Swordfish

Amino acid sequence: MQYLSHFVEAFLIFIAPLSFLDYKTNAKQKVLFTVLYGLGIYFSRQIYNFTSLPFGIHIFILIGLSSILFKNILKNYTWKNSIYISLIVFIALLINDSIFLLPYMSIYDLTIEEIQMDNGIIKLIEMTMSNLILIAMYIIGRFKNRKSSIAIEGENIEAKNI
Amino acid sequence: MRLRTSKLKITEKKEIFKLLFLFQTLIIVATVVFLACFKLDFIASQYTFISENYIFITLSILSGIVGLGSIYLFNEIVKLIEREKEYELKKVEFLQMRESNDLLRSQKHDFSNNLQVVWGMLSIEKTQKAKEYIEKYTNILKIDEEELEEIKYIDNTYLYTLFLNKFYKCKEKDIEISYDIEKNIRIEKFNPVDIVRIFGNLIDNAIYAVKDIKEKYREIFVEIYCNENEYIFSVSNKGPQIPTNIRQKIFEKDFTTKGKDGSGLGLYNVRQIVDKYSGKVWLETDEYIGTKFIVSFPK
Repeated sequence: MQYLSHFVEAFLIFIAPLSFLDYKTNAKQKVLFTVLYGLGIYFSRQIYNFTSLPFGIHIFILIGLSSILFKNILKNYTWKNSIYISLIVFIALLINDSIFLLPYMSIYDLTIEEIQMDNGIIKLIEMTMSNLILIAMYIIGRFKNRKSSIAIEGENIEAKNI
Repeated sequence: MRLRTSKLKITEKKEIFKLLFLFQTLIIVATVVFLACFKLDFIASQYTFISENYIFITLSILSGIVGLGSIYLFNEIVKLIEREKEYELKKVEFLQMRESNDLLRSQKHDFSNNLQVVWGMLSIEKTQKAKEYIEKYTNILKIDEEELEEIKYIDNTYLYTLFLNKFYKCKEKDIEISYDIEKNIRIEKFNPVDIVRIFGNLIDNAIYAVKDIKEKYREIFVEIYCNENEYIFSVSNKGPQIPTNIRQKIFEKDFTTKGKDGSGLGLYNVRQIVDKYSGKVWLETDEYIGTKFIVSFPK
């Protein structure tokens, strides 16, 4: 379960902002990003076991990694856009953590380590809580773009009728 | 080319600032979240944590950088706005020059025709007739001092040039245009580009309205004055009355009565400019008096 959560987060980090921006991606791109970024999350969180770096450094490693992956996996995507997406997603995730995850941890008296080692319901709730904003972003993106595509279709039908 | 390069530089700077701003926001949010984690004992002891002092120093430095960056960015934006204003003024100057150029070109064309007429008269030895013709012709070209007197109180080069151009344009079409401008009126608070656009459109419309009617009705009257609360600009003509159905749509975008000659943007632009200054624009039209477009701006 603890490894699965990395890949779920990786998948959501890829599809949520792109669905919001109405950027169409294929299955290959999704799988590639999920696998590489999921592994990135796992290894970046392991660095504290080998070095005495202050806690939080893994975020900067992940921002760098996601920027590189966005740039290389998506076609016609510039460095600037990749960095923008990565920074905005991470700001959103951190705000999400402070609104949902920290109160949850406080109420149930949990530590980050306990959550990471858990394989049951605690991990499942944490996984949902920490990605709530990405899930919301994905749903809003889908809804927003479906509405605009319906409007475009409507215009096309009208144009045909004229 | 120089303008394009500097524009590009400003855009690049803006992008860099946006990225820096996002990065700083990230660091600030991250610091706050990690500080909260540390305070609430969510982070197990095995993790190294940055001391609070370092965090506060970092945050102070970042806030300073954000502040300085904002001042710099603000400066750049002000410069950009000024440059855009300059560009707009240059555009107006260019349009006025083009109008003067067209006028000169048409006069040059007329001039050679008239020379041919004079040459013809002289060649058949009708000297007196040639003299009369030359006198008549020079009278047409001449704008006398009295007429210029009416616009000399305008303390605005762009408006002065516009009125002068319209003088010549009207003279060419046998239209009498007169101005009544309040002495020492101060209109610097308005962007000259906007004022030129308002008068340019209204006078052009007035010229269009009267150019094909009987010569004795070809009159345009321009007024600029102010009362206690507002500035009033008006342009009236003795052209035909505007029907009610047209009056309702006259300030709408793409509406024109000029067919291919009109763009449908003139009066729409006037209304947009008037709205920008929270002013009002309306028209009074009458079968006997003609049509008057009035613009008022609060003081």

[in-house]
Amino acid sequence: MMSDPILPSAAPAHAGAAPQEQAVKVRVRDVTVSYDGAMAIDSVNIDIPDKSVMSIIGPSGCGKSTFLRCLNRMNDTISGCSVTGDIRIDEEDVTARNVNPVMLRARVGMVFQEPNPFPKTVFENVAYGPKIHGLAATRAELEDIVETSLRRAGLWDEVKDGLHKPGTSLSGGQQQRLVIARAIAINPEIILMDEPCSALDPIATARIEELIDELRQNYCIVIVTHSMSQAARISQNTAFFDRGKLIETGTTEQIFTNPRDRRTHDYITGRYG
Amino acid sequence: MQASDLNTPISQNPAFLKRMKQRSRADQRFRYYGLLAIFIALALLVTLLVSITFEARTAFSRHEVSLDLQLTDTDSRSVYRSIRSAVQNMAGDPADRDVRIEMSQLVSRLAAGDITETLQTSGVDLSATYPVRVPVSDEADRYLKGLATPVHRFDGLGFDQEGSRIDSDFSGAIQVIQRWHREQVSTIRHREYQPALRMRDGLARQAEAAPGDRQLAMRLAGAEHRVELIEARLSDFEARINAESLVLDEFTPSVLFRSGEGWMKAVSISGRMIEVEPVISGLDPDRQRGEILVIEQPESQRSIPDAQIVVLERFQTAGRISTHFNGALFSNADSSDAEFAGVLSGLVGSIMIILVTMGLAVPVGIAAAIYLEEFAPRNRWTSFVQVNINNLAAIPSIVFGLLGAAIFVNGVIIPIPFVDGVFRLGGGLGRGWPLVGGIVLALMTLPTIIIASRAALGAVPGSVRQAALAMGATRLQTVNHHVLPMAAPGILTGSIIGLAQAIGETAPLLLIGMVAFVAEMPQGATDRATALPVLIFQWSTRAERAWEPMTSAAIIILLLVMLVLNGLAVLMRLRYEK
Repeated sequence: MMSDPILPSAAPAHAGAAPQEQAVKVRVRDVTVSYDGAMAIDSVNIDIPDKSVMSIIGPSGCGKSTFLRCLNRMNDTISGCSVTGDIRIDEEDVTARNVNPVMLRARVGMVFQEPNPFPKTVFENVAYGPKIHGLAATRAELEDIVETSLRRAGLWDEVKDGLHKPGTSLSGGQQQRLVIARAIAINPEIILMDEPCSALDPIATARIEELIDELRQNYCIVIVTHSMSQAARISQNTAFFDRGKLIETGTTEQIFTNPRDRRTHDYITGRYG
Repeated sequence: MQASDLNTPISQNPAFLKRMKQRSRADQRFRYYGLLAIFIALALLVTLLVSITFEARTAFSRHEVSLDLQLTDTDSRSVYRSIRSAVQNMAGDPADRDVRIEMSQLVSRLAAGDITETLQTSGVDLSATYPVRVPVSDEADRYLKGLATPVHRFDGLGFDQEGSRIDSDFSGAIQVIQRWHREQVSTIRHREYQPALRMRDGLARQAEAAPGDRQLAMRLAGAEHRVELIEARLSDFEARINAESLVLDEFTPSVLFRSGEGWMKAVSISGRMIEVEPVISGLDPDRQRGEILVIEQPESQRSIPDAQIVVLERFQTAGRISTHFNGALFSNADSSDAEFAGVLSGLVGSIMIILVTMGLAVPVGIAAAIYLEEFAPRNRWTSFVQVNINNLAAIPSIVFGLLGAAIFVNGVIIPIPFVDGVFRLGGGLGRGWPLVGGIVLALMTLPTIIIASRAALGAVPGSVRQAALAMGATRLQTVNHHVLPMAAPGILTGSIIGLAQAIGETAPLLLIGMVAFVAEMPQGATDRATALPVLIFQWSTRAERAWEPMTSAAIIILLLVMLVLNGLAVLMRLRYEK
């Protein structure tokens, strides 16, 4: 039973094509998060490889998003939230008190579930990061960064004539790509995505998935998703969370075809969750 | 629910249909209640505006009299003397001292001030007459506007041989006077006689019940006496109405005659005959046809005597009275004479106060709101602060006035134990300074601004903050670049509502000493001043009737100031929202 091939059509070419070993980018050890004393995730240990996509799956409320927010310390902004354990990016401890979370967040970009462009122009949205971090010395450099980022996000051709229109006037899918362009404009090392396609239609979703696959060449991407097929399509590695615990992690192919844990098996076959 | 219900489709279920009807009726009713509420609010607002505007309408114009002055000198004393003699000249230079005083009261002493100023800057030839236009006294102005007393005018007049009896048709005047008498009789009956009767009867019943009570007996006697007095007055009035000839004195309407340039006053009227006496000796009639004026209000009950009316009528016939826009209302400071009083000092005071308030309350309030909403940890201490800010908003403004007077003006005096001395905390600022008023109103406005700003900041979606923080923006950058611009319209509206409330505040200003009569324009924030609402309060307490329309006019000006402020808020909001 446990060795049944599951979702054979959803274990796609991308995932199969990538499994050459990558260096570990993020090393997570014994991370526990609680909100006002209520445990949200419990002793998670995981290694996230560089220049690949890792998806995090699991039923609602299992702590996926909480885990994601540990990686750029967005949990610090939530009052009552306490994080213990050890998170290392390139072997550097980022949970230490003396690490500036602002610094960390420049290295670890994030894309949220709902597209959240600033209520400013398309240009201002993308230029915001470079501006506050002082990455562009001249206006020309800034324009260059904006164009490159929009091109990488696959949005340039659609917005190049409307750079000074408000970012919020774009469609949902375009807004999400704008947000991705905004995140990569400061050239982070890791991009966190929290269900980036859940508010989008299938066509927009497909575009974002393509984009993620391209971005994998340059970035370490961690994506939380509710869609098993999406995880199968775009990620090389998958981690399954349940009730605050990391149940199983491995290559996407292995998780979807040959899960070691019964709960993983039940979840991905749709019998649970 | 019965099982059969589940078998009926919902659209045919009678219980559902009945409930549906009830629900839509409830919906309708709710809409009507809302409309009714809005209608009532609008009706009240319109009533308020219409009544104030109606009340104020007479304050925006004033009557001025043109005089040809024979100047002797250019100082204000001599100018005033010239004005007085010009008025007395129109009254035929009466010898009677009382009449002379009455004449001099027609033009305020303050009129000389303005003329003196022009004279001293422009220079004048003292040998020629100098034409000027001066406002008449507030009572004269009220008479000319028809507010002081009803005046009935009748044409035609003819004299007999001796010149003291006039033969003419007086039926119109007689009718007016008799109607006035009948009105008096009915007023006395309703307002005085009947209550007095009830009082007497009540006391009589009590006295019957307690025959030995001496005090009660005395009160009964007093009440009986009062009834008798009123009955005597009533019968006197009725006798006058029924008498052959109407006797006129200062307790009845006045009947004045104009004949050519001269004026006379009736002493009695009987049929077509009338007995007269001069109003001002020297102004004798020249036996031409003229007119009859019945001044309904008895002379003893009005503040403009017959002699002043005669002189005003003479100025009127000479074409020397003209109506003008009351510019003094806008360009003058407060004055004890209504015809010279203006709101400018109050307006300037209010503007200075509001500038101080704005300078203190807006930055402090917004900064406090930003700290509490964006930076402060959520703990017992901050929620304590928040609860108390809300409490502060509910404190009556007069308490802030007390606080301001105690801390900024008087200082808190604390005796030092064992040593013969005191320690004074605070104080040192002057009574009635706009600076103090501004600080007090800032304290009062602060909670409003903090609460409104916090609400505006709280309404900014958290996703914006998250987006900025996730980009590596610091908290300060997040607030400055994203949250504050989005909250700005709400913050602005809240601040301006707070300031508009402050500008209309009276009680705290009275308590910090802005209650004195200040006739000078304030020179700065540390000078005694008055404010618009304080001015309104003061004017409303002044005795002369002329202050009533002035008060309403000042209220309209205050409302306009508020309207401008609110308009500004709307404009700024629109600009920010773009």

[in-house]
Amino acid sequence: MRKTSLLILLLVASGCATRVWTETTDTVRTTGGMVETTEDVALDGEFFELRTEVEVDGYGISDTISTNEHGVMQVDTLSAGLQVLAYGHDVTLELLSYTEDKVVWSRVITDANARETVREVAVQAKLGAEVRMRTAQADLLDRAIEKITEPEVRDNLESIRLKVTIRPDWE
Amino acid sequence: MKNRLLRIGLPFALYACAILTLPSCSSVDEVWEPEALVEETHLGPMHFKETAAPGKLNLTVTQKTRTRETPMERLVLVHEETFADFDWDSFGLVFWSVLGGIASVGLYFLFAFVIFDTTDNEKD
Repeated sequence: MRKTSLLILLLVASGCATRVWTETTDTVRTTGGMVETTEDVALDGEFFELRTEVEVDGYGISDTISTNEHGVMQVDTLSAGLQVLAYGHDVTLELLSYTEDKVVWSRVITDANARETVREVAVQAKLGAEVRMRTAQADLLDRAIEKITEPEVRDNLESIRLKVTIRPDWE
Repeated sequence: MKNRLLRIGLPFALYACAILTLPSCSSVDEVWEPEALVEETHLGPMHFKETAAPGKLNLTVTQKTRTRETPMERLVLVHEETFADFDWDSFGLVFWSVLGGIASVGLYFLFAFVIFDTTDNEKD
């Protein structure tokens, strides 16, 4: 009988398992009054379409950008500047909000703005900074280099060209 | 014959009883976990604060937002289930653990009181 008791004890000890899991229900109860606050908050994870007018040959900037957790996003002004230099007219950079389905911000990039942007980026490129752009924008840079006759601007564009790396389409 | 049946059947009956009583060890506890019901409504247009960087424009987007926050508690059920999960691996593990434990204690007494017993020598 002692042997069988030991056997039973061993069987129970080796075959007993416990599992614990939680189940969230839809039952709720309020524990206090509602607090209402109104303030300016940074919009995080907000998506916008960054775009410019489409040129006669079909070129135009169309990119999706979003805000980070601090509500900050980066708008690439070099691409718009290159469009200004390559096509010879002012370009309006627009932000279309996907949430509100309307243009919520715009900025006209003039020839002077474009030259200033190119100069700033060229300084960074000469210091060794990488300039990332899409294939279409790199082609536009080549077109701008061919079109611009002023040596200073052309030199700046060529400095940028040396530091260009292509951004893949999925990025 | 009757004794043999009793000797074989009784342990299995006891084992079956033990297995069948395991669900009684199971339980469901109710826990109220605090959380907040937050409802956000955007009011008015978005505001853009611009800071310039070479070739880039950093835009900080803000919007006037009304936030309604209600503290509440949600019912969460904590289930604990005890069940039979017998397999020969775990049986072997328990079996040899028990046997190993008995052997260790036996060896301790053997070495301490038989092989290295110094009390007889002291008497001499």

SwordfishWith flesh that varies in color from white and ivory to pink and orange, it has a firm texture, high oil content and is moist and flavorful if not overcooked. Swordfish are harvested in both temperate and tropical waters,  In the United States they are caught off the California and New England Coast in the summer and fall, around the Hawaiian Islands, and in the Gulf of Mexico and off Florida’s East Coast in the winter. Originally fished by harpoon, swordfish are now caught mostly by longline and gillnet, often on the high seas hundreds of miles from land. The firm, juicy white meat of swordfish is a favorite of chefs in the U.S., the world’s largest single market for swordfish. A big, voracious predator, swordfish can exceed 1,000 pounds. The U.S. is a major market for swordfish, consuming an estimated 15,000 tons a year, but American fishermen catch just 5% of the annual worldwide swordfish catch. Much of it is imported by companies like Tasty Seafood Co. We source our swordfish from Ecuador, Panama and Costa Rica. Swordfish vary considerably in size, but the larger fish are valued, and given differing names. Fresh swordfish “bullets” are landed headed and gutted, with their tail on and fins off. Bullets larger than 100 pounds are called “markers,” 50 to 99 pounds are called “mediums,” and 25 to 49 pounds are called “pups.” At Tasty Seafood Co. we insist on only the highest quality and freshness of the fish we sell and we monitor quality in our warehouse prior to shipping. As swordfish migrate across large areas of the ocean, US Fishermen’s landings from are highly seasonal, especially in the more temperate waters at the extremes of the animal’s migratory range. In California, for example, swordfish are only landed in significant quantities from October to January. Off the Northeast U.S., swordfish are landed from July to October. However, in warmer waters, such as off Hawaii, swordfish are landed year-round. Swordfish catch also fluctuates depending upon the cycle of the moon. Since swordfish are harder to catch when the moon is bright (making the lightsticks fishermen attach to their longlines less effective), most swordfish boats will offload their catch when the moon is full, temporarily glutting the fresh market. As a result, the best buys on fresh swordfish are usually during the full moon.